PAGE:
Tuesday, October 10, 2023

A variant of Thomson's Lamp

In the classic Thomson’s Lamp paradox, the lamp has a switch such that each time you press it, it toggles between on and off. The lamp starts turned off, say, before 10:00, and then the switch is pressed at 10:00, 10:30, 10:45, 10:52.5, 10:56.25, and so on ad infinitum. And the puzzle is: Is it on or off at 11? It’s a puzzle, but not obviously a paradox.

But here’s an interesting variant. Instead of a switch that toggles on or off each time you press, you have a standard slider switch, with an off position and an on position. Before 10:00, the lamp is off. At 10:00, 10:45, 10:56.25, and so on, the switch is pushed forcefully all the way to the on side. At 10:30, 10:52.5, and so on, the switch is pushed forcefully all the way to the off side.

The difference between the slider and toggle versions is this. Intuitively, in the toggle version, each switch press is relevant to the outcome—intuitively, it reverses what the outcome would be. In the slider variant, however, each slider movement becomes irrelevant as soon as the next time happens. At 10:45, the switch is pushed to the on side, and at 10:52.5, it is pushed to the off side. But if you skipped the 10:45 push, it doesn’t matter—the 10:52.5 push ensures that the switch is off, regardless of what happened at 10:45 or earlier.

Thus, on the slider version, each of the switch slides is causally irrelevant to the outcome at 11. But now we have a plausible principle:

  1. If between t0 and t1 a sequence of actions each of which is causally irrelevant to the state at t1 takes place, and nothing else relevant to the state takes place, the state does not change between t0 and t1.

Letting t0 be 9:59 and t1 be 11:00, it follows from (1) that the lamp is off at 11:00 since it’s off at 10:00, since in between the lamp is subjected to a sequence of caually irrelevant actions.

Letting t0 be 10:01 and t1 still be 11:00, it follows from (1) that the lamp is on at 11:00, since it’s on at 10:01 and is subjected to a sequence of causally irrelevant actions.

So it’s on and off at 11:00. Now that’s a paradox!


SMatthewStolte said...

Limit the scope of your principle to cases where the state at t_0 is causally relevant to the state at t_1. The paradox is that you are treating the initial state as both relevant and irrelevant to the end state. I don’t think the principle sounds as plausible when you remove this scope limitation. It sounds awfully weird to say, “Even if t_0 is causally irrelevant to the state at t_1, it can determine the state at t_1 if nothing else is causally relevant to the state at t_1.”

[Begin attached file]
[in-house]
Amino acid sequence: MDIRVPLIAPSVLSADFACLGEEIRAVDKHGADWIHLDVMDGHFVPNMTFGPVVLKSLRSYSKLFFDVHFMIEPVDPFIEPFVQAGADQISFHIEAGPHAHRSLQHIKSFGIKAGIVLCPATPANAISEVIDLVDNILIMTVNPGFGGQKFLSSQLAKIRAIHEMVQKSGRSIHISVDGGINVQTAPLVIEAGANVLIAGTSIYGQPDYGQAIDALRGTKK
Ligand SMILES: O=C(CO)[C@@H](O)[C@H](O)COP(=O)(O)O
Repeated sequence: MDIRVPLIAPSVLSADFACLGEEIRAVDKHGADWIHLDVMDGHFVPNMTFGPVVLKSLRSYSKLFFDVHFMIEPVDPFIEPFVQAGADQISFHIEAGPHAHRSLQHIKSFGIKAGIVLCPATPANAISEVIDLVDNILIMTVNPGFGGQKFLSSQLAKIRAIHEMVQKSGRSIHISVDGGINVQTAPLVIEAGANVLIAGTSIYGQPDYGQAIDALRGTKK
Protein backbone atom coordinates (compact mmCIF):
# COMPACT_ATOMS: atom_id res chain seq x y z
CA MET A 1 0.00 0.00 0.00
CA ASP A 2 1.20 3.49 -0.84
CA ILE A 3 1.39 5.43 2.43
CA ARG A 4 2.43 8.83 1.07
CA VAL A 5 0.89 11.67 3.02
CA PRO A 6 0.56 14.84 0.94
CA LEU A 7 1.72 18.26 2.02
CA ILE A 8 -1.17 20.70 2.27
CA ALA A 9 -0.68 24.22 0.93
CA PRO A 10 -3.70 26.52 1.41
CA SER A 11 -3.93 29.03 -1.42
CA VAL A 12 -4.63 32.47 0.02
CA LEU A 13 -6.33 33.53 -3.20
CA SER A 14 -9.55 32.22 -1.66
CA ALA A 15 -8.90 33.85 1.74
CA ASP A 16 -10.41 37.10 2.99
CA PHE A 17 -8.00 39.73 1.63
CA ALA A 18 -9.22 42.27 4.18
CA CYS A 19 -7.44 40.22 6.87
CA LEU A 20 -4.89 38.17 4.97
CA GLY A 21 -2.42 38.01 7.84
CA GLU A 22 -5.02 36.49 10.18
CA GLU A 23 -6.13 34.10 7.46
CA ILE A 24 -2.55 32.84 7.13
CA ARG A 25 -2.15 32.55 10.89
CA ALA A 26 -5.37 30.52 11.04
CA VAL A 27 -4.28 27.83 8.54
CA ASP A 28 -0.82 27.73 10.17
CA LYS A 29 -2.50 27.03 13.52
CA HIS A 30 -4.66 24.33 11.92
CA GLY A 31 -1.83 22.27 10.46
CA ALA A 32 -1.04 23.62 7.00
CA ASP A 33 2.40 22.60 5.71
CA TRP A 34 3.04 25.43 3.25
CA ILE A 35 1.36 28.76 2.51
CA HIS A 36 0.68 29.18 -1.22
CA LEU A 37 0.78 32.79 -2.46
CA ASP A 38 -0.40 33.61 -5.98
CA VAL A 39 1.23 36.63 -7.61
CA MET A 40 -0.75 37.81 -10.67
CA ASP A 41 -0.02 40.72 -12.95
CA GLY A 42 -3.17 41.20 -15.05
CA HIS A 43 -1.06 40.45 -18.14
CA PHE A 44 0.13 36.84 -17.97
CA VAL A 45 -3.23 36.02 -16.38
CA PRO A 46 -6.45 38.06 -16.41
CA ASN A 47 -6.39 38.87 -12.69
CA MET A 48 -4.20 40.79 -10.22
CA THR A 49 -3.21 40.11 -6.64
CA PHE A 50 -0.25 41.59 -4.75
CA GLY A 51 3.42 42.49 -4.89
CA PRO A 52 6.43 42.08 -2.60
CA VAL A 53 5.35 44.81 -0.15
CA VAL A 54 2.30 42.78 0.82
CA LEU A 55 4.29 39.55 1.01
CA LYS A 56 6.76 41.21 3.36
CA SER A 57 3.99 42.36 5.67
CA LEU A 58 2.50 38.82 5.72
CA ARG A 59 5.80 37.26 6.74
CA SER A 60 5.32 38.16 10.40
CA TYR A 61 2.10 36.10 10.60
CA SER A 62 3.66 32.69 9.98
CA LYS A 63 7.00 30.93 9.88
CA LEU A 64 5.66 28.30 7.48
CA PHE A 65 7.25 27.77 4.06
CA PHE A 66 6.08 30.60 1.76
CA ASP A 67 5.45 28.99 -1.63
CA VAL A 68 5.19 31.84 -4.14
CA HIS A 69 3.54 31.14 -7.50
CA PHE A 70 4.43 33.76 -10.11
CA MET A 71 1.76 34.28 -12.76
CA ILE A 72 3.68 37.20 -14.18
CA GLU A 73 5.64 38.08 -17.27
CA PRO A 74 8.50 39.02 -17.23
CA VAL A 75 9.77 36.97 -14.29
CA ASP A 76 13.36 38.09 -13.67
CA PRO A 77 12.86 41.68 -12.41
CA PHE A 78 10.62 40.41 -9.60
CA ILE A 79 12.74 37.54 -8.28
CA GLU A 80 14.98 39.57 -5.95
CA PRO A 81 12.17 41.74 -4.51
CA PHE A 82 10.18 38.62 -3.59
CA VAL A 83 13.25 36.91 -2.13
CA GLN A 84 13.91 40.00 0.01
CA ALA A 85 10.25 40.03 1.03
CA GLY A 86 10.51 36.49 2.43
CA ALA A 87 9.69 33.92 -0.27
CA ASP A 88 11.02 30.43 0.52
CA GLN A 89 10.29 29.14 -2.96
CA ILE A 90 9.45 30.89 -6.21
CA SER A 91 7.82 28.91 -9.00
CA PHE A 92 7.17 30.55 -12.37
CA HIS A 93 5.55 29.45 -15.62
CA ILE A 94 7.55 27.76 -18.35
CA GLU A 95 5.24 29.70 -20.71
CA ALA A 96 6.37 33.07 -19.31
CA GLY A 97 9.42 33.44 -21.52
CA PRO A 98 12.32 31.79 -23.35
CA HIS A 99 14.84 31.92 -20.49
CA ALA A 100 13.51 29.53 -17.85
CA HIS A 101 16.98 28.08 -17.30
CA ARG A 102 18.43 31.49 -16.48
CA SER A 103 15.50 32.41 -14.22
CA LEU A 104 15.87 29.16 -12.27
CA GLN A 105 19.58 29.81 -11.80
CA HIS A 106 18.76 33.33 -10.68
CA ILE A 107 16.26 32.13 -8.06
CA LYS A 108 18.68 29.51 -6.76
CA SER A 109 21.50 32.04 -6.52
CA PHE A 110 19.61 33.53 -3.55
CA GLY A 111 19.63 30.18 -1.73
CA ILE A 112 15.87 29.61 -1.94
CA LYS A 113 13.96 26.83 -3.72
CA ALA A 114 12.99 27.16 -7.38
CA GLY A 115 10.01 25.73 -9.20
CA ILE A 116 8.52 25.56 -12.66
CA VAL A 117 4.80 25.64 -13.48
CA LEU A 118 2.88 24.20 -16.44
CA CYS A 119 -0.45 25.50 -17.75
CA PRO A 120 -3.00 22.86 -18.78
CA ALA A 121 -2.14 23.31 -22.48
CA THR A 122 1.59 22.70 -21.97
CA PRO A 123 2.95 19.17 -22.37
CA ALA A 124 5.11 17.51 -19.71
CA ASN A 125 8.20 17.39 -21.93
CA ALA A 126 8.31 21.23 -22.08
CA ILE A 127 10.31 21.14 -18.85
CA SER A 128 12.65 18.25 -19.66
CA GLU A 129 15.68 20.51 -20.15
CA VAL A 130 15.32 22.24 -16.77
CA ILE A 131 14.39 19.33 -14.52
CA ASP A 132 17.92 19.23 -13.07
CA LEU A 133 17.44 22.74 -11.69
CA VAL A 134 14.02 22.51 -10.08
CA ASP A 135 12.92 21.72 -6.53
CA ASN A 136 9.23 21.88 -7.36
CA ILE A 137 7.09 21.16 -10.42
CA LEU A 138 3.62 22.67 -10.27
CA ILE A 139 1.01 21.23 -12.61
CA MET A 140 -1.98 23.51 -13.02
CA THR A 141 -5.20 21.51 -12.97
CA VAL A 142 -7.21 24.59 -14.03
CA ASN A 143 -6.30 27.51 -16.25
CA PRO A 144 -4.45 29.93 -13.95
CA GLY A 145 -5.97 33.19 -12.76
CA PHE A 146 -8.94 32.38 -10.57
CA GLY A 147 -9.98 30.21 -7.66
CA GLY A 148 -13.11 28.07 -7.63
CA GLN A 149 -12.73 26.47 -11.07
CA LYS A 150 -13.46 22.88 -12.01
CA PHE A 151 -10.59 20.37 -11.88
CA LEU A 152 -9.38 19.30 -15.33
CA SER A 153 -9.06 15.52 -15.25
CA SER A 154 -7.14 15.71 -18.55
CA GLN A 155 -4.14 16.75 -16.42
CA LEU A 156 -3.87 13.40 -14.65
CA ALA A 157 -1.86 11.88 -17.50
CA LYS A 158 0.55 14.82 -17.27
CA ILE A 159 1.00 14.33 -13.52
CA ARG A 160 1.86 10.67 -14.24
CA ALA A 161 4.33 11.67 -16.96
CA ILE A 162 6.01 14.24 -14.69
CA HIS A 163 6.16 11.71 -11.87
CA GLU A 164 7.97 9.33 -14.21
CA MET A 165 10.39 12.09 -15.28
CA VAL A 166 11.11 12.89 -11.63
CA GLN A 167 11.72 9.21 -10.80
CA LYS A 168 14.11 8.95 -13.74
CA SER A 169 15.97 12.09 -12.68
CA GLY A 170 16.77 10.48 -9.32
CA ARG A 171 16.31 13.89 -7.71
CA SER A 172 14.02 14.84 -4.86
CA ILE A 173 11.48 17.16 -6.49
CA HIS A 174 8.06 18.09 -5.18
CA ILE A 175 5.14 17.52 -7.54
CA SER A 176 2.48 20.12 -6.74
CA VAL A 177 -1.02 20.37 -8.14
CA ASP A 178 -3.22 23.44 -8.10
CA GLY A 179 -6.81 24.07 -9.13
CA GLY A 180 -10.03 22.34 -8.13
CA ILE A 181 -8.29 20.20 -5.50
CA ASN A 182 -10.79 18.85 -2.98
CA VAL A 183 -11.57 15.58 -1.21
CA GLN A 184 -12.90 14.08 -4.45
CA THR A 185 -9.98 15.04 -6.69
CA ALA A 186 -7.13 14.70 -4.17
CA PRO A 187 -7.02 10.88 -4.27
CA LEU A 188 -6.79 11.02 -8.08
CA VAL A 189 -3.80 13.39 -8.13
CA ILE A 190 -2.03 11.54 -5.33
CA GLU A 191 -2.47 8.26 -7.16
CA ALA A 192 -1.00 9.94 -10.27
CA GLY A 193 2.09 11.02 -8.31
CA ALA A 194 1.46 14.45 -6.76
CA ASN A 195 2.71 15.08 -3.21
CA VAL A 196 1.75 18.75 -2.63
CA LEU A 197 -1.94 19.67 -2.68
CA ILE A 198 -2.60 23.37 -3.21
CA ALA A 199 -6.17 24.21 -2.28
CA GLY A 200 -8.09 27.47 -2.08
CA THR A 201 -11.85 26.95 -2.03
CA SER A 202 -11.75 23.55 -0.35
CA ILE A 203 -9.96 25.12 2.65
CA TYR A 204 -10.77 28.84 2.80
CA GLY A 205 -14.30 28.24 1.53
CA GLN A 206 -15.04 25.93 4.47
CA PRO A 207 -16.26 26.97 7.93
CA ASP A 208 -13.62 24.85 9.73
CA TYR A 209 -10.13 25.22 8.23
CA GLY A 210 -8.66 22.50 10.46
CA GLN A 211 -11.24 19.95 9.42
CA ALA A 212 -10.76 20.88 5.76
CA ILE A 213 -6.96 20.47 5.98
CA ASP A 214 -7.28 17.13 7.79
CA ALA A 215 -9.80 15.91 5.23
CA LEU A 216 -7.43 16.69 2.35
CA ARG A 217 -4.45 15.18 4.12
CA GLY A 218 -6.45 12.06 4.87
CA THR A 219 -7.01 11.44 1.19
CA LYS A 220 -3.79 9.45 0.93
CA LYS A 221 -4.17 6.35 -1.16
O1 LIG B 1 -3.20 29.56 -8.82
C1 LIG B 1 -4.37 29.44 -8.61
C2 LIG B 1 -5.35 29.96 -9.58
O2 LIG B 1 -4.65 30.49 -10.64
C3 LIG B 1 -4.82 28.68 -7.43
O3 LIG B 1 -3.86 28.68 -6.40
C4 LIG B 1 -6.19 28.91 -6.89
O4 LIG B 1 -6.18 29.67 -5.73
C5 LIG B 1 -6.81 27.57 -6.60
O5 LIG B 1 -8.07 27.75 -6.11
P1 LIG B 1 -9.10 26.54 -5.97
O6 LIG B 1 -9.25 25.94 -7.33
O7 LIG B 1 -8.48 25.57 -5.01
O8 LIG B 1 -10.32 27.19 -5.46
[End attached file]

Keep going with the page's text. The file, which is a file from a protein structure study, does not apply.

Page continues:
IanS said...

Note that in this version the lamp adds nothing. Only the position of the slider matters. This is different from the standard version.

I take the paradox as a reason to reject (1), which seems contrived in any case. You could use a different phrasing: given the setup, the action at 10:00 ‘does not determine’ the state at 11:00. Similarly for the action at 10:15 etc. Then a principle similar to (1) would say that the whole setup ‘does not determine’ the state at 11:00. Which is true and not paradoxical.

Here is a variation. Suppose that the action a 10:30 is to cancel whatever was done (or not) at 10:00. (If the slider was moved at 10:00, it will be changed back to its pre-10:00 position at 10:30. If it was left unchanged at 10:00, it will again be left unchanged at 10:30.) Similarly, the action at 10:52.5 cancels the action at 10:45, etc. Then the pair of actions at 10:00 and 10:30 is ‘causally inert’, in a stronger sense that in the post, on the state after 10:30. Similarly for the other pairs. It seems that, with this stronger sense of ‘causally inert’, a principle like (1) could apply without paradox. Or could it?

Heavenly Philosophy said...


You seem to echo this here.

IanS said...

Here’s a more direct response. Why is each the actions said to be ‘causally irrelevant’ to the state at 11:00? Because for each action, there is a later action that makes it irrelevant. But for the whole sequence, there is no such action. So (1), at least with ‘causally irrelevant’ interpreted as in the post, is false.